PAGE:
01 Aug 1999 When Birth Control Could Lead to Race Control, by Jackie Cissell
Years ago, I was called an extremist when I spoke out about the 1930s-era “Negro Project.” Now, a dangerous new study entitled “Legalized Abortion and Crime” has African-Americans in shock because it could threaten the very survival of the race. Who’s extreme now?
In the study, economist Steven D. Levitt of the University of Chicago and Stanford Law School Professor John J. Donohue III conclude that legalized abortion might explain why America experienced an overall reduction in crime from 1991 to 1997.
This study is so dangerous it is hard to know where to begin. But let me start with some historical perspective. Earlier in this century, Planned Parenthood founder Margaret Sanger and her followers advocated a brand of ethnic cleansing called eugenics. Eugenics is defined as a movement dedicated to improving the human species through the control of hereditary factors in mating. Sanger’s agenda was to “encourage more children from the fit and less from the unfit.”
One of the ways Sanger sought to implement her eugenics policy was to partner with black religious leaders to encourage black women to abort their babies. She called this the “Negro Project.” Sanger said, “The most successful educational approach to the Negro is through religious appeal. We do not want word to go out that we want to exterminate the Negro population, and the Minister is the man who can straighten out that idea if it ever occurs to any of their more rebellious members.”
While African-Americans survived the Negro Project, “Legalized Abortion and Crime” resurrects Sanger’s ideas. It suggests that those who would have been the greatest contributors to criminal activity during the peak crime years of young adulthood – the unwanted offspring of teenagers, the poor and minorities – were aborted at a disproportionately high rate starting more than two decades ago. One could interpret the results of this study to mean that all it takes to predict criminal activity is to look at the color of the skin of the mother. If you can get a black woman to abort her child, the country will be a better place to live.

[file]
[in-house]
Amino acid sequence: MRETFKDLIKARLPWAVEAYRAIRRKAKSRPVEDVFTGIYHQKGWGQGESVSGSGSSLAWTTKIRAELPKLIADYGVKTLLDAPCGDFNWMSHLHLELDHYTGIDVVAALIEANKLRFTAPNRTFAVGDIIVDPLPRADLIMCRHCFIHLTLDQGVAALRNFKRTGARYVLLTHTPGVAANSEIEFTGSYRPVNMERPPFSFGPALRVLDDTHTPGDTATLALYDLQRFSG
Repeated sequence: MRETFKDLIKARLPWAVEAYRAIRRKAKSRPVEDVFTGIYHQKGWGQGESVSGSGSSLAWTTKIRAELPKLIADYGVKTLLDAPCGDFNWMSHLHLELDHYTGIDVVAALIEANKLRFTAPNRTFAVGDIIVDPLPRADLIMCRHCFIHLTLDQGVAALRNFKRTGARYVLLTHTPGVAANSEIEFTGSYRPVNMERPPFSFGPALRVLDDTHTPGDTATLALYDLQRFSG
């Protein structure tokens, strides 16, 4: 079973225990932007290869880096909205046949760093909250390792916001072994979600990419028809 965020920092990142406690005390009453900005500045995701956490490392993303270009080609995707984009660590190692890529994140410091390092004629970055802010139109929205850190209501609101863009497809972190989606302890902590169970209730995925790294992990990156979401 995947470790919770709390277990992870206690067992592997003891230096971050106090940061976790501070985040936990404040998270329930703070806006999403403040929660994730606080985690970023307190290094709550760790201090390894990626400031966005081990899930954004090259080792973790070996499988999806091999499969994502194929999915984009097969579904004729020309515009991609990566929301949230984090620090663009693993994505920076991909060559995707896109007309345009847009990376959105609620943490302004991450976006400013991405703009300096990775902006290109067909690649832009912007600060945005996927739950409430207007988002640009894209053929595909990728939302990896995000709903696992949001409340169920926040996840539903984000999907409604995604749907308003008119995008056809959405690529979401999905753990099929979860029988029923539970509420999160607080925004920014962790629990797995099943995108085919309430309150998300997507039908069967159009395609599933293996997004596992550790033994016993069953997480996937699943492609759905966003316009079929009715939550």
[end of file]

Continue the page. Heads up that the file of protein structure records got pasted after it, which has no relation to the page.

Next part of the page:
Being poor and having brown skin seems to be a desperate condition for pre-born children. The study implies children born into poverty will suffer more neglect and abuse. This is an apparent reason to encourage abortion. For the liberal elite in our nation’s colleges and universities, however, “poor” could be defined as those not owning a microwave oven or a family without a second car. Depending on their definition of poor, many of us would not stand a chance.
African-American and Hispanics have always been at the lower level of the economic scale in America. If economics had anything to do with the survival of the races, we would have been extinct a long time ago.
Another reason “Legalized Abortion and Crime” is dangerous relates the recent racial and ethnically motivated killings in the country. The results will most certainly gives groups prone to this behavior ammunition to fuel their hatred.
Some of my friends were upset this study got so much media exposure. I am grateful. It proves once again that racism is still alive and well – and dangerous. As long as the liberal elite can get away with making allegedly rational arguments for racial genocide, our society is worse off than we thought.
Good people everywhere must understand the depraved nature of the “Legalized Abortion and Crime” study. In her book Women and the New Race, Margaret Sanger wrote that birth control is the “weeding out of the unfit, or preventing the birth of defectives or of those who will become defectives.” The abortion industry has quietly carried out her charge, resulting in the deaths of untold numbers of poor and minority children.
But we are truly in trouble if we don’t call abortion exactly what it is: another form of ethnic cleansing
(Jackie Cissell serves on the National Advisory Council of Project 21 and is a director of the Indiana Family Institute.)
Note: New Visions Commentaries reflect the views of their author, and not necessarily those of Project 21.